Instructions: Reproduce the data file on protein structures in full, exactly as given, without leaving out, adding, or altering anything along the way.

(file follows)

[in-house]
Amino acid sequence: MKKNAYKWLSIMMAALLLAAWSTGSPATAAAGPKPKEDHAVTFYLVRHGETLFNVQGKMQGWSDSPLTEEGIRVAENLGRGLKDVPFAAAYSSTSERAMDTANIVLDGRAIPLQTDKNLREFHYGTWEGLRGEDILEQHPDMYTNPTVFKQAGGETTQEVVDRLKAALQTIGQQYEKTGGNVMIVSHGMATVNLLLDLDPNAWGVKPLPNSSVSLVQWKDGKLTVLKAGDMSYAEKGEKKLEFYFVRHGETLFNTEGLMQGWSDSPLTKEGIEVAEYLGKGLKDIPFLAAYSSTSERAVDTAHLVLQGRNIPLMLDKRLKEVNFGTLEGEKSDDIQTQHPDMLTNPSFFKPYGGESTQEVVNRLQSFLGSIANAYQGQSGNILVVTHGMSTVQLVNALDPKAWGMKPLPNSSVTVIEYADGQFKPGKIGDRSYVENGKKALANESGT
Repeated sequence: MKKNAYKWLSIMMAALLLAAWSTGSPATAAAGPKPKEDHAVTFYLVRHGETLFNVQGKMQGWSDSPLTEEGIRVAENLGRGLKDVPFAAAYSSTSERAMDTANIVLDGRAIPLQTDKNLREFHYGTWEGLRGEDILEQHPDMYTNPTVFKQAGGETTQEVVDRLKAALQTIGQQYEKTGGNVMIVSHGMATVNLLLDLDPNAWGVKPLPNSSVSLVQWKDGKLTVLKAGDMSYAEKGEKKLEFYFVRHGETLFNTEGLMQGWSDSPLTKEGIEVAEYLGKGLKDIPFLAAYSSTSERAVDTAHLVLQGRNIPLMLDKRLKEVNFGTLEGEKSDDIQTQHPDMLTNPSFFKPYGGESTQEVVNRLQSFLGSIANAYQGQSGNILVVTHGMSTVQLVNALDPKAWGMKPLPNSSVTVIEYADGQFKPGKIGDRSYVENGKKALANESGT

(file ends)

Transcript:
[in-house]
Amino acid sequence: MKKNAYKWLSIMMAALLLAAWSTGSPATAAAGPKPKEDHAVTFYLVRHGETLFNVQGKMQGWSDSPLTEEGIRVAENLGRGLKDVPFAAAYSSTSERAMDTANIVLDGRAIPLQTDKNLREFHYGTWEGLRGEDILEQHPDMYTNPTVFKQAGGETTQEVVDRLKAALQTIGQQYEKTGGNVMIVSHGMATVNLLLDLDPNAWGVKPLPNSSVSLVQWKDGKLTVLKAGDMSYAEKGEKKLEFYFVRHGETLFNTEGLMQGWSDSPLTKEGIEVAEYLGKGLKDIPFLAAYSSTSERAVDTAHLVLQGRNIPLMLDKRLKEVNFGTLEGEKSDDIQTQHPDMLTNPSFFKPYGGESTQEVVNRLQSFLGSIANAYQGQSGNILVVTHGMSTVQLVNALDPKAWGMKPLPNSSVTVIEYADGQFKPGKIGDRSYVENGKKALANESGT
Repeated sequence: MKKNAYKWLSIMMAALLLAAWSTGSPATAAAGPKPKEDHAVTFYLVRHGETLFNVQGKMQGWSDSPLTEEGIRVAENLGRGLKDVPFAAAYSSTSERAMDTANIVLDGRAIPLQTDKNLREFHYGTWEGLRGEDILEQHPDMYTNPTVFKQAGGETTQEVVDRLKAALQTIGQQYEKTGGNVMIVSHGMATVNLLLDLDPNAWGVKPLPNSSVSLVQWKDGKLTVLKAGDMSYAEKGEKKLEFYFVRHGETLFNTEGLMQGWSDSPLTKEGIEVAEYLGKGLKDIPFLAAYSSTSERAVDTAHLVLQGRNIPLMLDKRLKEVNFGTLEGEKSDDIQTQHPDMLTNPSFFKPYGGESTQEVVNRLQSFLGSIANAYQGQSGNILVVTHGMSTVQLVNALDPKAWGMKPLPNSSVTVIEYADGQFKPGKIGDRSYVENGKKALANESGT